Monetary penalties for sanctions breaches are a familiar concept in the US and have been imposed by the Office of Foreign Assets Control ("OFAC") for many years.
OFSI’s increased powers under the Policing and Crime Act 2017, which came into effect on 1 April 2017, were heralded at the time as a potential shift to a more ‘OFAC style’ hard line approach to financial sanctions breaches in the UK as, previously, enforcement options available to OFSI (and, prior to that, HM Treasury) had been limited to formal criminal prosecution or a public warning letter.
Under the Policing and Crime Act 2017, OFSI was granted the power to impose monetary penalties of up to £1 million or 50% of the value of the breach (whichever is greater). OFSI subsequently issued its Guidance on Monetary Penalties for Breaches of Financial Sanctions (the "Guidance") in May 2018 which detailed how it would apply these powers and, in particular, how it would review the seriousness of the breach to determine the level of monetary penalty to impose. Please see our blog post here for more details.
On 25 February 2019, OFSI published a notice about the monetary penalty which had been issued to Raphaels Bank on 21 January 2019. Whilst the published details of the breach by Raphaels Bank are limited, it appears that it made a disclosure to OFSI in respect of its dealing with funds in the amount of £200 belonging to a person designated under the Egypt (Asset-Freezing) Regulations 2011.
A £5,000 monetary penalty was imposed by OFSI, which had been reduced from £10,000 "in consideration of Raphaels Banks’ disclosure and cooperation". Pursuant to the Guidance, this suggests that the case in question was considered ‘serious’ by OFSI as a 50% reduction of the baseline penalty was applied to take into account the voluntary disclosure. In light of this, it is important to note that OFSI appears willing to impose sizable fines irrespective of the value of the underlying transaction even where it was voluntarily disclosed (here, an almost 2500% uplift in value), particularly as the present case was not assessed to be a ‘most serious’ case and involved the Egypt programme, a programme that is not currently considered to be of particular critical/strategic importance for the UK.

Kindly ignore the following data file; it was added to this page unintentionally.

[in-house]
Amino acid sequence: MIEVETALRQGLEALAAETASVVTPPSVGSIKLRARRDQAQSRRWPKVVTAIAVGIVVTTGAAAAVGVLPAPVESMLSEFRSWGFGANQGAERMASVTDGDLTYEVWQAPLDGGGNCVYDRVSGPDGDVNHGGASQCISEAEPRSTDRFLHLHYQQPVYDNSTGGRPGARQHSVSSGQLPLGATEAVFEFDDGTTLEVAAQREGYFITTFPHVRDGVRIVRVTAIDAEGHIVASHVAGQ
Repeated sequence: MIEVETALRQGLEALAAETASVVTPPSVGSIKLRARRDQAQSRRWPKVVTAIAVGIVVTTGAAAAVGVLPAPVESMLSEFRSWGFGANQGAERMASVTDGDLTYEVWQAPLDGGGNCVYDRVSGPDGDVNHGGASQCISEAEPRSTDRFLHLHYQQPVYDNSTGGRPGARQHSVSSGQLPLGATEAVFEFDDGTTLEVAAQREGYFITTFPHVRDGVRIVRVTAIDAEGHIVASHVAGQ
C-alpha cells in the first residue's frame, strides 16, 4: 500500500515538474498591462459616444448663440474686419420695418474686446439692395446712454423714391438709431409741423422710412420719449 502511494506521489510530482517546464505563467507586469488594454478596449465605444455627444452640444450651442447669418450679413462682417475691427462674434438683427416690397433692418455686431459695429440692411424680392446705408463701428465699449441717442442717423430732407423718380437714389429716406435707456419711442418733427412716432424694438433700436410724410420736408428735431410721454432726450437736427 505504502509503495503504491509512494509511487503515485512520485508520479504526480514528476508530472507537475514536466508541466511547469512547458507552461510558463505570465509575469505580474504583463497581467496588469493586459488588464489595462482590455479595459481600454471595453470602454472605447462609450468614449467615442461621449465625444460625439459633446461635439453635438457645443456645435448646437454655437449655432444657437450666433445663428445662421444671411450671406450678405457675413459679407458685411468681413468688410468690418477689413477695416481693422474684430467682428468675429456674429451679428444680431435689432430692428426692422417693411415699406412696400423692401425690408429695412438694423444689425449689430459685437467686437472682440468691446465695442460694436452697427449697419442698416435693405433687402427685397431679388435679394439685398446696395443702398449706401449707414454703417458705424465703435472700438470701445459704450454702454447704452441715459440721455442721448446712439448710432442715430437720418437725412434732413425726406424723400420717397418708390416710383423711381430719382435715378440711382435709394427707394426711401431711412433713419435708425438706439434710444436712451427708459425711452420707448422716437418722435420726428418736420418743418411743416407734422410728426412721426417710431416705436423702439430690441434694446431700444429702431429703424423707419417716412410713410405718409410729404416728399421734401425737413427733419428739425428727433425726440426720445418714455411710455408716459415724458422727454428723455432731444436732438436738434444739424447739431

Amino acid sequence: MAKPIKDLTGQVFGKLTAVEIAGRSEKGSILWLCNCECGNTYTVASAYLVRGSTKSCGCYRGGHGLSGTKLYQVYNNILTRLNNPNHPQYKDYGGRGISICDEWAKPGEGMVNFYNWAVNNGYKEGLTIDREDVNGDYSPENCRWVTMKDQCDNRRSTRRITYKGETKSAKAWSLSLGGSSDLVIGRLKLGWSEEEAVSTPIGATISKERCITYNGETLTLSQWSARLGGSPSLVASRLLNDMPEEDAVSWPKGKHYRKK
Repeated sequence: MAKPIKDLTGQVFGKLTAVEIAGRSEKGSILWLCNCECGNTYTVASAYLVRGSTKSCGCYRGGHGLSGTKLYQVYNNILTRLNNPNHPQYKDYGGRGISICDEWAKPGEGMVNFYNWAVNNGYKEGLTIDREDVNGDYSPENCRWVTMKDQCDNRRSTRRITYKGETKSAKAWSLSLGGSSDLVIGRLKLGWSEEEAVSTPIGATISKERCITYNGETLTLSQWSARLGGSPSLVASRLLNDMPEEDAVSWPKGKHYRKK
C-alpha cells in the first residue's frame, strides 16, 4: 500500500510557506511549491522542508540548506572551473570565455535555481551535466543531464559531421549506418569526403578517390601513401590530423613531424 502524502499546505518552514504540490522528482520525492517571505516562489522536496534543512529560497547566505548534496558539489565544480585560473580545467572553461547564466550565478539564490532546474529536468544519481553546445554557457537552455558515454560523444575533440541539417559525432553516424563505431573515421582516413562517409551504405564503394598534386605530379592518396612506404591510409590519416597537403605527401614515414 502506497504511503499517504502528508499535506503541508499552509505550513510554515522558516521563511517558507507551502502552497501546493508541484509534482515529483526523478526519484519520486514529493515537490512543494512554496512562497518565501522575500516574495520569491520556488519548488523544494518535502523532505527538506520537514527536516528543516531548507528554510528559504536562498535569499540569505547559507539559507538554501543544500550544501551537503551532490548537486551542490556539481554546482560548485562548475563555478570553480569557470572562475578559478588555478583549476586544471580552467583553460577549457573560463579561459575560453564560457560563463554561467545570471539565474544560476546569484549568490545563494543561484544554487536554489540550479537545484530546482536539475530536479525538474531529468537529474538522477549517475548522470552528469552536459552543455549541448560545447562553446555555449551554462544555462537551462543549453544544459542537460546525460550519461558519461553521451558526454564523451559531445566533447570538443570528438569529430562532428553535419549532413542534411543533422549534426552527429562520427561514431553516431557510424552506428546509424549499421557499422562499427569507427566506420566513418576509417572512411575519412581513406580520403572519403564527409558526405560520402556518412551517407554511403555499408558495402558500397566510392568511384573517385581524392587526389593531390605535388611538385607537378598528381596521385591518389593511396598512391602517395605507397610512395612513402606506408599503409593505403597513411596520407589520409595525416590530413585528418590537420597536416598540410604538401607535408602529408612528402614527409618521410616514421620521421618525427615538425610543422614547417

Whilst this action does not provide far-reaching insight into OFSI’s broader strategy towards enforcement, firms falling within OFSI’s jurisdiction should view this first monetary penalty as an opportunity to take stock of their own sanctions compliance operations. With the regulatory landscape shifting towards more aggressive enforcement, entities should ensure that they have comprehensive systems and controls in place to identify and mitigate any sanctions risks.
Relevant employees should be aware of the requirements for disclosing any breaches of sanctions legislation to OFSI as soon as practicable, as well as the potentially severe consequences of failure to disclose. In particular, the reduction in penalty in the present case shows the benefits of voluntarily disclosing as soon as possible in order to take advantage of such mitigation.
Additionally, insurance companies should satisfy themselves that any third party’s systems and controls (such as agents, brokers and introducers) are also sufficient to mitigate UK sanctions risks.
If you have any queries regarding monetary penalties for breaches of financial sanctions, please contact a member of the Hogan Lovells team.
HM Treasury’s penalty notice on the Raphaels Bank case can be found here.
Authored by Jamie Rogers, Ellie Rees, Sarah McQuillan and Eleanor Griffith